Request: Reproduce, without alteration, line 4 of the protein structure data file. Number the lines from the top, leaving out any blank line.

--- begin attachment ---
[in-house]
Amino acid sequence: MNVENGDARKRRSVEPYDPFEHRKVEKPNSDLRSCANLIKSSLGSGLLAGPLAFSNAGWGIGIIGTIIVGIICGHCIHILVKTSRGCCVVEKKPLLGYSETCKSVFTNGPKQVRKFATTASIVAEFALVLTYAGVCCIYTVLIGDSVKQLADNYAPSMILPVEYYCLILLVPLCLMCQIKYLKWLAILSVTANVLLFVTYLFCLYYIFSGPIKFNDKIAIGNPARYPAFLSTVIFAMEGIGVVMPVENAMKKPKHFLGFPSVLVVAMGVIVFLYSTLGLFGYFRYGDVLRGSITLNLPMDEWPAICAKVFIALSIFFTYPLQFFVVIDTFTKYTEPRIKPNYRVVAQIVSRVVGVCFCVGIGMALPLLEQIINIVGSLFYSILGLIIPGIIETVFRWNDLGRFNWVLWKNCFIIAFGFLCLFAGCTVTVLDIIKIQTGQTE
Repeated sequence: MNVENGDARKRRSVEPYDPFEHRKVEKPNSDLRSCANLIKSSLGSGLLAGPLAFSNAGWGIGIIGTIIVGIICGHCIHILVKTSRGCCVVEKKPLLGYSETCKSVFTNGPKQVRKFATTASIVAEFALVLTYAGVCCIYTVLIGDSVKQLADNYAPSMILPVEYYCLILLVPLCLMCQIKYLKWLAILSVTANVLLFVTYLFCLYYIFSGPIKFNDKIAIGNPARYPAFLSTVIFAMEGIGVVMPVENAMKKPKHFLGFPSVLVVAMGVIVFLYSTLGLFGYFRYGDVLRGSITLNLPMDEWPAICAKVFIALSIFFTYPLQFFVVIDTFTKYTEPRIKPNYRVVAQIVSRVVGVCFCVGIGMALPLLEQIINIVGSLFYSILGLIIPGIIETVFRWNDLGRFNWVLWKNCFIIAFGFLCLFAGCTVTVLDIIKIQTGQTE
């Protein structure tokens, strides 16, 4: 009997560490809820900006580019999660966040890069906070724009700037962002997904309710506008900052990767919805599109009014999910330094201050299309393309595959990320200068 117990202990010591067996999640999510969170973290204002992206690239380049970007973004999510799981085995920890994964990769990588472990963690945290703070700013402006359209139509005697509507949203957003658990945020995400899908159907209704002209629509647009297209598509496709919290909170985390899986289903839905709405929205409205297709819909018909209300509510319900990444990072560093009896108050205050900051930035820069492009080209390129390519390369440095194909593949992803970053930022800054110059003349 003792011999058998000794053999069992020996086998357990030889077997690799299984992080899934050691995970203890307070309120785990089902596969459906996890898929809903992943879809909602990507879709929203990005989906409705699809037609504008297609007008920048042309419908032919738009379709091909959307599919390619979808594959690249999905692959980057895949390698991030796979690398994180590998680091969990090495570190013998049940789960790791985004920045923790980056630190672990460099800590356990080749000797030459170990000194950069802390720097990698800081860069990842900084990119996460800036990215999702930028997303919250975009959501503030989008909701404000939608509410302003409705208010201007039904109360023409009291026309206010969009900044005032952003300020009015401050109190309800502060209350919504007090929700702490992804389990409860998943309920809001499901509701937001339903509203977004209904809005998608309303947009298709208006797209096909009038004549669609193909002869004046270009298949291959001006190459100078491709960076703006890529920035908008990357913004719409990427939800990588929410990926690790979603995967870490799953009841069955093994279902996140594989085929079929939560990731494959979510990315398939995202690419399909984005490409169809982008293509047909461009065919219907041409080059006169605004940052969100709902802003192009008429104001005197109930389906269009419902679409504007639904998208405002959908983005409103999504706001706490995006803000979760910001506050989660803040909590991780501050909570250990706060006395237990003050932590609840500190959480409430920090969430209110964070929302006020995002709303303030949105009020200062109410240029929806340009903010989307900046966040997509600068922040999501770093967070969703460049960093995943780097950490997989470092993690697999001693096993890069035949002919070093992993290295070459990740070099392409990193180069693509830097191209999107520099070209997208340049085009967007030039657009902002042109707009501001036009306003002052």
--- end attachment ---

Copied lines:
């Protein structure tokens, strides 16, 4: 009997560490809820900006580019999660966040890069906070724009700037962002997904309710506008900052990767919805599109009014999910330094201050299309393309595959990320200068 117990202990010591067996999640999510969170973290204002992206690239380049970007973004999510799981085995920890994964990769990588472990963690945290703070700013402006359209139509005697509507949203957003658990945020995400899908159907209704002209629509647009297209598509496709919290909170985390899986289903839905709405929205409205297709819909018909209300509510319900990444990072560093009896108050205050900051930035820069492009080209390129390519390369440095194909593949992803970053930022800054110059003349 003792011999058998000794053999069992020996086998357990030889077997690799299984992080899934050691995970203890307070309120785990089902596969459906996890898929809903992943879809909602990507879709929203990005989906409705699809037609504008297609007008920048042309419908032919738009379709091909959307599919390619979808594959690249999905692959980057895949390698991030796979690398994180590998680091969990090495570190013998049940789960790791985004920045923790980056630190672990460099800590356990080749000797030459170990000194950069802390720097990698800081860069990842900084990119996460800036990215999702930028997303919250975009959501503030989008909701404000939608509410302003409705208010201007039904109360023409009291026309206010969009900044005032952003300020009015401050109190309800502060209350919504007090929700702490992804389990409860998943309920809001499901509701937001339903509203977004209904809005998608309303947009298709208006797209096909009038004549669609193909002869004046270009298949291959001006190459100078491709960076703006890529920035908008990357913004719409990427939800990588929410990926690790979603995967870490799953009841069955093994279902996140594989085929079929939560990731494959979510990315398939995202690419399909984005490409169809982008293509047909461009065919219907041409080059006169605004940052969100709902802003192009008429104001005197109930389906269009419902679409504007639904998208405002959908983005409103999504706001706490995006803000979760910001506050989660803040909590991780501050909570250990706060006395237990003050932590609840500190959480409430920090969430209110964070929302006020995002709303303030949105009020200062109410240029929806340009903010989307900046966040997509600068922040999501770093967070969703460049960093995943780097950490997989470092993690697999001693096993890069035949002919070093992993290295070459990740070099392409990193180069693509830097191209999107520099070209997208340049085009967007030039657009902002042109707009501001036009306003002052």